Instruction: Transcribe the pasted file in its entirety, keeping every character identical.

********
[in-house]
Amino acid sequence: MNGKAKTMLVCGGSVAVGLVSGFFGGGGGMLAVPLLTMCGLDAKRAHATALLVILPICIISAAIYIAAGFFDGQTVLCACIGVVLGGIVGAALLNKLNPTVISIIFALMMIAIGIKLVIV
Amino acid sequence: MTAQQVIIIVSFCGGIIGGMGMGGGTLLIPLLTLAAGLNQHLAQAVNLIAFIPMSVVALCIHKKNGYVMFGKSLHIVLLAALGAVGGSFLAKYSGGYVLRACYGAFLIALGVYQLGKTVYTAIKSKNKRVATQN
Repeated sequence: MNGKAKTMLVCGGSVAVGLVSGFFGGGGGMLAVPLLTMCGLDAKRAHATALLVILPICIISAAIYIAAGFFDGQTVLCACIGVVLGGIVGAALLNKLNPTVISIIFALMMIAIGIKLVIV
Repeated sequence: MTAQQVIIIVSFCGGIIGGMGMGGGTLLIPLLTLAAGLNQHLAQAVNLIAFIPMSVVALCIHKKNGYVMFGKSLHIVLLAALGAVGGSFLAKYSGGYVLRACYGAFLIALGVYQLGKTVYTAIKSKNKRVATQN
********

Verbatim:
[in-house]
Amino acid sequence: MNGKAKTMLVCGGSVAVGLVSGFFGGGGGMLAVPLLTMCGLDAKRAHATALLVILPICIISAAIYIAAGFFDGQTVLCACIGVVLGGIVGAALLNKLNPTVISIIFALMMIAIGIKLVIV
Amino acid sequence: MTAQQVIIIVSFCGGIIGGMGMGGGTLLIPLLTLAAGLNQHLAQAVNLIAFIPMSVVALCIHKKNGYVMFGKSLHIVLLAALGAVGGSFLAKYSGGYVLRACYGAFLIALGVYQLGKTVYTAIKSKNKRVATQN
Repeated sequence: MNGKAKTMLVCGGSVAVGLVSGFFGGGGGMLAVPLLTMCGLDAKRAHATALLVILPICIISAAIYIAAGFFDGQTVLCACIGVVLGGIVGAALLNKLNPTVISIIFALMMIAIGIKLVIV
Repeated sequence: MTAQQVIIIVSFCGGIIGGMGMGGGTLLIPLLTLAAGLNQHLAQAVNLIAFIPMSVVALCIHKKNGYVMFGKSLHIVLLAALGAVGGSFLAKYSGGYVLRACYGAFLIALGVYQLGKTVYTAIKSKNKRVATQN